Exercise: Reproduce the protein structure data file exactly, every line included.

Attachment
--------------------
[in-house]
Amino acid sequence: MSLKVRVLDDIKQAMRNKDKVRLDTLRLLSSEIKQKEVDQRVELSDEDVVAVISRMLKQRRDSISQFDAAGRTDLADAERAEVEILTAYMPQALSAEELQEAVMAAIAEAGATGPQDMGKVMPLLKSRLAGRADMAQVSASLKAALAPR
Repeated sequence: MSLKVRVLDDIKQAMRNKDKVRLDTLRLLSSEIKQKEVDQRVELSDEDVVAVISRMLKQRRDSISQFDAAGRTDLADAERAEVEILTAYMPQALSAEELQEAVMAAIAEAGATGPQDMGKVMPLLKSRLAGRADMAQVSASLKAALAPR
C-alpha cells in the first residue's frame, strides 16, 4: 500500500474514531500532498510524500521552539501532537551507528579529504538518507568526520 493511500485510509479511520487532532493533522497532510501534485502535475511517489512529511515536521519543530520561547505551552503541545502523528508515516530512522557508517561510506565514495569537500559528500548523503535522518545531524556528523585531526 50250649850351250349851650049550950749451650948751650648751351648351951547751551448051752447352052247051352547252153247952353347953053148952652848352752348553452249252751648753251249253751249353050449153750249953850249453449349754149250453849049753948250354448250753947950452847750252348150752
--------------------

[in-house]
Amino acid sequence: MSLKVRVLDDIKQAMRNKDKVRLDTLRLLSSEIKQKEVDQRVELSDEDVVAVISRMLKQRRDSISQFDAAGRTDLADAERAEVEILTAYMPQALSAEELQEAVMAAIAEAGATGPQDMGKVMPLLKSRLAGRADMAQVSASLKAALAPR
Repeated sequence: MSLKVRVLDDIKQAMRNKDKVRLDTLRLLSSEIKQKEVDQRVELSDEDVVAVISRMLKQRRDSISQFDAAGRTDLADAERAEVEILTAYMPQALSAEELQEAVMAAIAEAGATGPQDMGKVMPLLKSRLAGRADMAQVSASLKAALAPR
C-alpha cells in the first residue's frame, strides 16, 4: 500500500474514531500532498510524500521552539501532537551507528579529504538518507568526520 493511500485510509479511520487532532493533522497532510501534485502535475511517489512529511515536521519543530520561547505551552503541545502523528508515516530512522557508517561510506565514495569537500559528500548523503535522518545531524556528523585531526 50250649850351250349851650049550950749451650948751650648751351648351951547751551448051752447352052247051352547252153247952353347953053148952652848352752348553452249252751648753251249253751249353050449153750249953850249453449349754149250453849049753948250354448250753947950452847750252348150752